Title

The nation after the Age of the Global

Document Type

Article

Publication Date

12-1-2009

Abstract

In his innovative and often transformative book, National Consciousness and Literary Cosmopolitics: Postcolonial Literature in a Global Age (henceforth NC), Weihsin Gui takes up the question ofhowpostco- kmialism should inform our understanding of the global moment by re-invigorating literature's relationship to nationalism. Analyzing works by Kazuo Ishiguro, Derek Walcott, Shirley Geok-Lin Lim, Twan Eng Tan, and Preeta Samarasan, he does what very few of the books of this genre manage; he tightly defines his use of the national and the global to avoid bland paeans to either term and avoids making one subservient or even counter-purposed to the other. He focuses on a "national consciousness and literary cosmopolitics, rather than a study of economic and demographic flows and movements" (3). He rethinks nationalism as a constellation of interdependent relationships, some local and others global, using Theodor Adorno's negative dialectics. The openness of the negative dialectics allows Gui to read multiple, simultaneous attachments to the nation-as diasporic and native, linguistically major or minor, commodity or aesthetic-without the tension between these oppositions being determinative orfated to resolution. Read through the aesthetic experiments in poetry and prose that NC brings into an unexpected space of comparison, these relationships simultaneously critique and define forms of national belonging without resorting to a blithe rejection of the nation in favor of an idealized cosmopolis. "[N]egative dialectics," Gui writes, "points to an arrangement or a reconfiguration of national consciousness and cosmopolitics as intertwined concepts as opposed to the triumph of postnational globalism in which transnational flows render nations moribund and obsolete" (22). What makes NC substantively different from other efforts to unseat nationalist discourses is that it addresses literary texts neither as producers nor as products of an antinational- ist counter-discourse but rather according to the unexplored aesthetic and formal resonances already at work within a writer's national consciousness. Gui makes room for postcolonial interventions from novels, stories, and poems that might at various moments be classified as national, transnational, diasporic, and global texts, thus making their canonicity irrelevant, or at least uninteresting in comparison to the way each text is simultaneously produced by and critical of nationalisms.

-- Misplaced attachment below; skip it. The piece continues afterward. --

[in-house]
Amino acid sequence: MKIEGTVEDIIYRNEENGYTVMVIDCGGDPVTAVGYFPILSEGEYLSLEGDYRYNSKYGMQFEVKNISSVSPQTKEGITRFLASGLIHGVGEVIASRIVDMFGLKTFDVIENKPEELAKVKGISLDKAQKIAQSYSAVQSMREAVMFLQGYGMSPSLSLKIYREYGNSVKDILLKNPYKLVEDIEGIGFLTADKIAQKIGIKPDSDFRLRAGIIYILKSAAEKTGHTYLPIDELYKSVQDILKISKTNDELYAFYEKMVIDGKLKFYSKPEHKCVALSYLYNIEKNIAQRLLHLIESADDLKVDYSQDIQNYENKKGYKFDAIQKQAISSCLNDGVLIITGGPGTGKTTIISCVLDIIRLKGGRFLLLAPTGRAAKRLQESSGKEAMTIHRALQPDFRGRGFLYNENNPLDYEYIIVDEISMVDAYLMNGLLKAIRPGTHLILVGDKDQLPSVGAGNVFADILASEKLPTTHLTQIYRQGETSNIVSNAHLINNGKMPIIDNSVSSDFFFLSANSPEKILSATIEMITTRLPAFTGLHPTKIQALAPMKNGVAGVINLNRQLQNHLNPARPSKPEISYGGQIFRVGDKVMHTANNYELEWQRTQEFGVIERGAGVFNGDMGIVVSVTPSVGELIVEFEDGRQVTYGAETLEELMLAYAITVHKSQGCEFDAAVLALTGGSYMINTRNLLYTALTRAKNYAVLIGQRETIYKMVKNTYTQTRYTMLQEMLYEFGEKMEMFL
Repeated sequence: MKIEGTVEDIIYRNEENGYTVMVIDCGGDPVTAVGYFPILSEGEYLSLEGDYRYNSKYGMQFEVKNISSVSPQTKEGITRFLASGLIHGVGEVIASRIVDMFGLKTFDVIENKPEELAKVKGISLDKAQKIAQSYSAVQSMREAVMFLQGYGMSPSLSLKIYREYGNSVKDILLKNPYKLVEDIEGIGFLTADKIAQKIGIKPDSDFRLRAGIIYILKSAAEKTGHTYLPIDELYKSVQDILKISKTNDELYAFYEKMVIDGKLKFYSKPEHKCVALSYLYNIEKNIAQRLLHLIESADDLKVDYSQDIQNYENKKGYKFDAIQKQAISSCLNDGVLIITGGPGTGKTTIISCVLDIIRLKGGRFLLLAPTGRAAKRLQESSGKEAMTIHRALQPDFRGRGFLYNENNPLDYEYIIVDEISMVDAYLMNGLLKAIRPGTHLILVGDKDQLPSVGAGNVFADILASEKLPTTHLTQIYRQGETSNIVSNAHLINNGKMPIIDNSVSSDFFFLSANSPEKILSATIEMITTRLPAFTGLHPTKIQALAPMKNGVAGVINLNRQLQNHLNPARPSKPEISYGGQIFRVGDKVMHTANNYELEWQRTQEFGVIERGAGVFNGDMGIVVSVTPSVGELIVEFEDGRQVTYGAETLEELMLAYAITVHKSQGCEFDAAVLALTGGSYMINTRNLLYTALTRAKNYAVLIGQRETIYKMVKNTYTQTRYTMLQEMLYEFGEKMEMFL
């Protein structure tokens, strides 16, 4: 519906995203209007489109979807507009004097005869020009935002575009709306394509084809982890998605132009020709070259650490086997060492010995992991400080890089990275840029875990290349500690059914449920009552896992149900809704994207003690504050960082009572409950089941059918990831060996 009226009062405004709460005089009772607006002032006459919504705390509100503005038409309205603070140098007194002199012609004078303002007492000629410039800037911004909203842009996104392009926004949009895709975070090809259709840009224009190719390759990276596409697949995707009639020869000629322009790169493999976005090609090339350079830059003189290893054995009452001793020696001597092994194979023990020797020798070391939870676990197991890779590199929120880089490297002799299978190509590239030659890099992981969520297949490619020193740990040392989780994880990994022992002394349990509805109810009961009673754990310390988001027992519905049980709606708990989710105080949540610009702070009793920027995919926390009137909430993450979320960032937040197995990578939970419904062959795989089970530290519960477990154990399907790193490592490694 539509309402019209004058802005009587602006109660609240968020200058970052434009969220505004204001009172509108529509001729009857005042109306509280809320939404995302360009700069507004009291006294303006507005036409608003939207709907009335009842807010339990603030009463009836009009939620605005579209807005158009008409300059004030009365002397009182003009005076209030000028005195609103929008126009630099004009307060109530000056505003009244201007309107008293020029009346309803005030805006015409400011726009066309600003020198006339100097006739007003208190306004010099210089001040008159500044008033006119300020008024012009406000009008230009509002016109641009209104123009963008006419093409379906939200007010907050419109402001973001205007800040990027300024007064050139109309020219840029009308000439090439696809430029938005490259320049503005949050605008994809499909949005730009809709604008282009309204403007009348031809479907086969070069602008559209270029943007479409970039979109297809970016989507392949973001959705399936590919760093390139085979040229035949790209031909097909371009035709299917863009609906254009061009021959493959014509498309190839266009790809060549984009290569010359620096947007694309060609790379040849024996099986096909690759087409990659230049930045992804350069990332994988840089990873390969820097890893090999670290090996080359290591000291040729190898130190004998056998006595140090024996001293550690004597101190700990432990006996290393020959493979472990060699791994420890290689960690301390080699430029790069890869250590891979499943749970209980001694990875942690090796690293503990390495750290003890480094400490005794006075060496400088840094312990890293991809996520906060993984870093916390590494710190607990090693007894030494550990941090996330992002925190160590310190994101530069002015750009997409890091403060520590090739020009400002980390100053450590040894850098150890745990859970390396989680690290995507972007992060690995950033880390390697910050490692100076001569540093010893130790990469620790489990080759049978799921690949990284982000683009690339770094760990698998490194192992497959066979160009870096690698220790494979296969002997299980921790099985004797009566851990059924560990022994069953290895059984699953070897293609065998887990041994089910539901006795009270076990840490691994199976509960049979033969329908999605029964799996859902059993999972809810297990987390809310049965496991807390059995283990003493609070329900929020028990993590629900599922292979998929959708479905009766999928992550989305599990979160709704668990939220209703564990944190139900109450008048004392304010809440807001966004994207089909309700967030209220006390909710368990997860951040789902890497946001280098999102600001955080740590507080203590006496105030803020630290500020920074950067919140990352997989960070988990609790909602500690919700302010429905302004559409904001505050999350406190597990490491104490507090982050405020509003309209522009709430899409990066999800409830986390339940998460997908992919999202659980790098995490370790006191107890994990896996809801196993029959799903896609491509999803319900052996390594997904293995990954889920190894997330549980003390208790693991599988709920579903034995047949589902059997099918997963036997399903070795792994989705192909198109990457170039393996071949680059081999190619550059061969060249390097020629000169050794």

Publication Name

Diaspora

Volume Number

18

First Page

392

Last Page

403

Issue Number

3

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